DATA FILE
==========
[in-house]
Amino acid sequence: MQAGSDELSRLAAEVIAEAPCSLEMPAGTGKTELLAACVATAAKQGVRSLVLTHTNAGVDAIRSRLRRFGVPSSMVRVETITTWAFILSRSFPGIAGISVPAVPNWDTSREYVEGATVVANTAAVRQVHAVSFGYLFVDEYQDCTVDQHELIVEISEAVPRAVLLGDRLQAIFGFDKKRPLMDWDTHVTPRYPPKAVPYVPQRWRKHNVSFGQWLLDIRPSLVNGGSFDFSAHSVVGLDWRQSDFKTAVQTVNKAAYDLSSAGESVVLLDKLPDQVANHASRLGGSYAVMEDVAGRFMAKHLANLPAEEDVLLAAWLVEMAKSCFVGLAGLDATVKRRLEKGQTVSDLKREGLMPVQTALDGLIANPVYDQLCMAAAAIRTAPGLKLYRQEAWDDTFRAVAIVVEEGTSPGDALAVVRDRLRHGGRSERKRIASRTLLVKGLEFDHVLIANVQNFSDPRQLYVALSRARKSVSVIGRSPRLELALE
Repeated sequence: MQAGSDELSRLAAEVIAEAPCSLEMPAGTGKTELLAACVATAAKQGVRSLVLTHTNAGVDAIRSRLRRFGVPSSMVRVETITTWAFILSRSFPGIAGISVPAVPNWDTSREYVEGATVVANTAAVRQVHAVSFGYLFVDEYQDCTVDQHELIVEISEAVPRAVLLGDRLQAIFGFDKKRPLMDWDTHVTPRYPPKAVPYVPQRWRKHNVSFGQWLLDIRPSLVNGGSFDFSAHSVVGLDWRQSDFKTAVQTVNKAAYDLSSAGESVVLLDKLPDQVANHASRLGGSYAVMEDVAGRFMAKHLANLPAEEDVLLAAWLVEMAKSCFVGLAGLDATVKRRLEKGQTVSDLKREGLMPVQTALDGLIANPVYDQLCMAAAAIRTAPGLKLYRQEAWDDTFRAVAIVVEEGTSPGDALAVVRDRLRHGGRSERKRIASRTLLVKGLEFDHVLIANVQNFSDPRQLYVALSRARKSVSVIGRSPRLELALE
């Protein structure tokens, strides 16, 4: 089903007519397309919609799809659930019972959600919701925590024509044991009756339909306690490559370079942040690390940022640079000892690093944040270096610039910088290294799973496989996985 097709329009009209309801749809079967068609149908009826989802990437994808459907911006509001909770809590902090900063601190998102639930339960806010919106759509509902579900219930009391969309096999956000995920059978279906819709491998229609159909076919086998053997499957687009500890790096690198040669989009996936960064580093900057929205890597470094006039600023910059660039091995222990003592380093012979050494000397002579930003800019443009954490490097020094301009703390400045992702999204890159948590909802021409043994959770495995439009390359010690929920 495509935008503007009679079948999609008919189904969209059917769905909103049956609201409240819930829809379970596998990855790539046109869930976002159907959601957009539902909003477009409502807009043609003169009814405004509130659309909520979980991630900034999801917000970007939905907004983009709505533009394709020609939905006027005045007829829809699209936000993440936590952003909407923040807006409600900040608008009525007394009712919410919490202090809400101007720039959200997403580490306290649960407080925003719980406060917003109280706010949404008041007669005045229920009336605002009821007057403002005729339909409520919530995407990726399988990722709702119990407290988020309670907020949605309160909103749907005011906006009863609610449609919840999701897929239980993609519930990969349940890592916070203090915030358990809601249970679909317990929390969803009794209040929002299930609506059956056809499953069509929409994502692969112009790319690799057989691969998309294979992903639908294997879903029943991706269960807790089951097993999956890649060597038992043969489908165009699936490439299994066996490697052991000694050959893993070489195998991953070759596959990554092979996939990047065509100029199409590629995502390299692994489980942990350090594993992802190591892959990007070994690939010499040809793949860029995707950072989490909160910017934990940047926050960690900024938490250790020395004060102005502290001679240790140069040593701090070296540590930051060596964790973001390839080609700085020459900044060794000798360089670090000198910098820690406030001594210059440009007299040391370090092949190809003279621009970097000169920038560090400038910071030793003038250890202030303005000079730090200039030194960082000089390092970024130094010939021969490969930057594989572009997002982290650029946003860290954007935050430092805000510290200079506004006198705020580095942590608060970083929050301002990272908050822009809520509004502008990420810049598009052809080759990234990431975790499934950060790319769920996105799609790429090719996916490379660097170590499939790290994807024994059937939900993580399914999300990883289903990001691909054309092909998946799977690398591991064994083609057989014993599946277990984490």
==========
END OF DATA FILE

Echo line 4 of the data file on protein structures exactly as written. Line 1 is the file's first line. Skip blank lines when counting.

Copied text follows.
């Protein structure tokens, strides 16, 4: 089903007519397309919609799809659930019972959600919701925590024509044991009756339909306690490559370079942040690390940022640079000892690093944040270096610039910088290294799973496989996985 097709329009009209309801749809079967068609149908009826989802990437994808459907911006509001909770809590902090900063601190998102639930339960806010919106759509509902579900219930009391969309096999956000995920059978279906819709491998229609159909076919086998053997499957687009500890790096690198040669989009996936960064580093900057929205890597470094006039600023910059660039091995222990003592380093012979050494000397002579930003800019443009954490490097020094301009703390400045992702999204890159948590909802021409043994959770495995439009390359010690929920 495509935008503007009679079948999609008919189904969209059917769905909103049956609201409240819930829809379970596998990855790539046109869930976002159907959601957009539902909003477009409502807009043609003169009814405004509130659309909520979980991630900034999801917000970007939905907004983009709505533009394709020609939905006027005045007829829809699209936000993440936590952003909407923040807006409600900040608008009525007394009712919410919490202090809400101007720039959200997403580490306290649960407080925003719980406060917003109280706010949404008041007669005045229920009336605002009821007057403002005729339909409520919530995407990726399988990722709702119990407290988020309670907020949605309160909103749907005011906006009863609610449609919840999701897929239980993609519930990969349940890592916070203090915030358990809601249970679909317990929390969803009794209040929002299930609506059956056809499953069509929409994502692969112009790319690799057989691969998309294979992903639908294997879903029943991706269960807790089951097993999956890649060597038992043969489908165009699936490439299994066996490697052991000694050959893993070489195998991953070759596959990554092979996939990047065509100029199409590629995502390299692994489980942990350090594993992802190591892959990007070994690939010499040809793949860029995707950072989490909160910017934990940047926050960690900024938490250790020395004060102005502290001679240790140069040593701090070296540590930051060596964790973001390839080609700085020459900044060794000798360089670090000198910098820690406030001594210059440009007299040391370090092949190809003279621009970097000169920038560090400038910071030793003038250890202030303005000079730090200039030194960082000089390092970024130094010939021969490969930057594989572009997002982290650029946003860290954007935050430092805000510290200079506004006198705020580095942590608060970083929050301002990272908050822009809520509004502008990420810049598009052809080759990234990431975790499934950060790319769920996105799609790429090719996916490379660097170590499939790290994807024994059937939900993580399914999300990883289903990001691909054309092909998946799977690398591991064994083609057989014993599946277990984490």